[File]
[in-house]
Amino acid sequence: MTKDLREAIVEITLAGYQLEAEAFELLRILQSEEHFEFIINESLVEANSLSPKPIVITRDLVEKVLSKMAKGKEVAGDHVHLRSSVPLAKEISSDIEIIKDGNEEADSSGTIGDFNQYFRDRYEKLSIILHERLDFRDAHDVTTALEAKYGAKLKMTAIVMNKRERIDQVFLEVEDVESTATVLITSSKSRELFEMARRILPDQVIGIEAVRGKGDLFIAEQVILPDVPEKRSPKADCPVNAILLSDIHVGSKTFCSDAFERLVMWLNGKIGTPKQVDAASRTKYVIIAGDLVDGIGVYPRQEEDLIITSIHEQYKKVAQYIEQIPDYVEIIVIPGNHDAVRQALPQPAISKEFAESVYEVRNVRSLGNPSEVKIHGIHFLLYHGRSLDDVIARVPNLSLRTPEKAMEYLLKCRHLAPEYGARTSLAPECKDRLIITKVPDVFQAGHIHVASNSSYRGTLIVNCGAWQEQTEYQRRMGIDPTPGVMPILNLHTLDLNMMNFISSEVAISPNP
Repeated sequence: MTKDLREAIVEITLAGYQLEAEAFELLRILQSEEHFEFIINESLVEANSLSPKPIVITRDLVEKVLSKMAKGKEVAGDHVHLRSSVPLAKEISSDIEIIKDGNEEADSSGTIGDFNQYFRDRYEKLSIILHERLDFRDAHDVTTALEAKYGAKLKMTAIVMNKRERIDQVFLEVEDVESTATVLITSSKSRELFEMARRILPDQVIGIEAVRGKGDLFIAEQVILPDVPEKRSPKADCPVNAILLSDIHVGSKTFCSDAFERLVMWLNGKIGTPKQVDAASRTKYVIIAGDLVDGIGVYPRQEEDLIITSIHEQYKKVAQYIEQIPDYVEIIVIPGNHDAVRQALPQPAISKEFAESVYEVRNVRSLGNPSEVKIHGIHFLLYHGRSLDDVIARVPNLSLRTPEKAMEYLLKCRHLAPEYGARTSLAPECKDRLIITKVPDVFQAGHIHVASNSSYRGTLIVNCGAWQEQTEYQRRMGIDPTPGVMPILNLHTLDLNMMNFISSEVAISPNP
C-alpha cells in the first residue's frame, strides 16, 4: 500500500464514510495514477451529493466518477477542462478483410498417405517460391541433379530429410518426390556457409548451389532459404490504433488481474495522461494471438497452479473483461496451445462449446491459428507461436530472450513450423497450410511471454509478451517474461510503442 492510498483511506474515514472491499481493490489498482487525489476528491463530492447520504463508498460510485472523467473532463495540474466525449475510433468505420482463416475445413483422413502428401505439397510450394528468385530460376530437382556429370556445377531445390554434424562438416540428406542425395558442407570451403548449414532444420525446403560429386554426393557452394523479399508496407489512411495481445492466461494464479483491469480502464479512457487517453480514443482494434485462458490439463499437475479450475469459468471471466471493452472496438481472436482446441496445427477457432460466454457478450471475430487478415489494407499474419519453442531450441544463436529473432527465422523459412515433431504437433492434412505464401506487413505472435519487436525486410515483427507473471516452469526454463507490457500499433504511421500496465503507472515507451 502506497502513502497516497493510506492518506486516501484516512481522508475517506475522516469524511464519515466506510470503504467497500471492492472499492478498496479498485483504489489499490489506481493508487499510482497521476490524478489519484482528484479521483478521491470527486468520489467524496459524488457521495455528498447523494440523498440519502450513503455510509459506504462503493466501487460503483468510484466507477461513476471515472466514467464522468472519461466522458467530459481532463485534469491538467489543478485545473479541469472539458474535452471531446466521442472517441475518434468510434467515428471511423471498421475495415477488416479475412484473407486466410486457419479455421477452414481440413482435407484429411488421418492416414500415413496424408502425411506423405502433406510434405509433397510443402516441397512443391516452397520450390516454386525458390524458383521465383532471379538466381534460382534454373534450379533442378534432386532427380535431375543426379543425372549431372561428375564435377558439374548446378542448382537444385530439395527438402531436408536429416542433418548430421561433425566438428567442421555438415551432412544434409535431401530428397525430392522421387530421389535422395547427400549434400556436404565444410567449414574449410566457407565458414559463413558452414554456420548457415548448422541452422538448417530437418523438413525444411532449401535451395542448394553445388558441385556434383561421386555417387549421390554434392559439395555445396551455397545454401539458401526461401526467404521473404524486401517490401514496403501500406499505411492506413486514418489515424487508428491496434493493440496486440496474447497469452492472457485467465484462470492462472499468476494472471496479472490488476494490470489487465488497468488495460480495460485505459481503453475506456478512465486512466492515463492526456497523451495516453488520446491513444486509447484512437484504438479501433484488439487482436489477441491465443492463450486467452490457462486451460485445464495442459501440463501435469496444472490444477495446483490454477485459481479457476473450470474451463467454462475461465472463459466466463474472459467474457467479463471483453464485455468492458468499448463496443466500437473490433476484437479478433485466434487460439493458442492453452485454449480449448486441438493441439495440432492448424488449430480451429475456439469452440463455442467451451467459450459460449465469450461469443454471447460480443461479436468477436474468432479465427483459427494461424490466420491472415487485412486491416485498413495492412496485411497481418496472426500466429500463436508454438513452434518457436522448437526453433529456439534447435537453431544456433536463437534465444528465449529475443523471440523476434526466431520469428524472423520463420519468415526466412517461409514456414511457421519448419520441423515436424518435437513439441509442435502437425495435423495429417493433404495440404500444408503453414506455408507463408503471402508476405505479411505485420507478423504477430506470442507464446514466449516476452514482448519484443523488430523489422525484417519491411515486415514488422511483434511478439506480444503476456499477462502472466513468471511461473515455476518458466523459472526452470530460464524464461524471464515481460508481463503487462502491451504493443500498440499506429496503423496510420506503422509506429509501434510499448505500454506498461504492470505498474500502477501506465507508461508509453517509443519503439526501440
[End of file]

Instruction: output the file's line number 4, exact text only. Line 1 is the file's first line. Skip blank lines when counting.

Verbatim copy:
C-alpha cells in the first residue's frame, strides 16, 4: 500500500464514510495514477451529493466518477477542462478483410498417405517460391541433379530429410518426390556457409548451389532459404490504433488481474495522461494471438497452479473483461496451445462449446491459428507461436530472450513450423497450410511471454509478451517474461510503442 492510498483511506474515514472491499481493490489498482487525489476528491463530492447520504463508498460510485472523467473532463495540474466525449475510433468505420482463416475445413483422413502428401505439397510450394528468385530460376530437382556429370556445377531445390554434424562438416540428406542425395558442407570451403548449414532444420525446403560429386554426393557452394523479399508496407489512411495481445492466461494464479483491469480502464479512457487517453480514443482494434485462458490439463499437475479450475469459468471471466471493452472496438481472436482446441496445427477457432460466454457478450471475430487478415489494407499474419519453442531450441544463436529473432527465422523459412515433431504437433492434412505464401506487413505472435519487436525486410515483427507473471516452469526454463507490457500499433504511421500496465503507472515507451 502506497502513502497516497493510506492518506486516501484516512481522508475517506475522516469524511464519515466506510470503504467497500471492492472499492478498496479498485483504489489499490489506481493508487499510482497521476490524478489519484482528484479521483478521491470527486468520489467524496459524488457521495455528498447523494440523498440519502450513503455510509459506504462503493466501487460503483468510484466507477461513476471515472466514467464522468472519461466522458467530459481532463485534469491538467489543478485545473479541469472539458474535452471531446466521442472517441475518434468510434467515428471511423471498421475495415477488416479475412484473407486466410486457419479455421477452414481440413482435407484429411488421418492416414500415413496424408502425411506423405502433406510434405509433397510443402516441397512443391516452397520450390516454386525458390524458383521465383532471379538466381534460382534454373534450379533442378534432386532427380535431375543426379543425372549431372561428375564435377558439374548446378542448382537444385530439395527438402531436408536429416542433418548430421561433425566438428567442421555438415551432412544434409535431401530428397525430392522421387530421389535422395547427400549434400556436404565444410567449414574449410566457407565458414559463413558452414554456420548457415548448422541452422538448417530437418523438413525444411532449401535451395542448394553445388558441385556434383561421386555417387549421390554434392559439395555445396551455397545454401539458401526461401526467404521473404524486401517490401514496403501500406499505411492506413486514418489515424487508428491496434493493440496486440496474447497469452492472457485467465484462470492462472499468476494472471496479472490488476494490470489487465488497468488495460480495460485505459481503453475506456478512465486512466492515463492526456497523451495516453488520446491513444486509447484512437484504438479501433484488439487482436489477441491465443492463450486467452490457462486451460485445464495442459501440463501435469496444472490444477495446483490454477485459481479457476473450470474451463467454462475461465472463459466466463474472459467474457467479463471483453464485455468492458468499448463496443466500437473490433476484437479478433485466434487460439493458442492453452485454449480449448486441438493441439495440432492448424488449430480451429475456439469452440463455442467451451467459450459460449465469450461469443454471447460480443461479436468477436474468432479465427483459427494461424490466420491472415487485412486491416485498413495492412496485411497481418496472426500466429500463436508454438513452434518457436522448437526453433529456439534447435537453431544456433536463437534465444528465449529475443523471440523476434526466431520469428524472423520463420519468415526466412517461409514456414511457421519448419520441423515436424518435437513439441509442435502437425495435423495429417493433404495440404500444408503453414506455408507463408503471402508476405505479411505485420507478423504477430506470442507464446514466449516476452514482448519484443523488430523489422525484417519491411515486415514488422511483434511478439506480444503476456499477462502472466513468471511461473515455476518458466523459472526452470530460464524464461524471464515481460508481463503487462502491451504493443500498440499506429496503423496510420506503422509506429509501434510499448505500454506498461504492470505498474500502477501506465507508461508509453517509443519503439526501440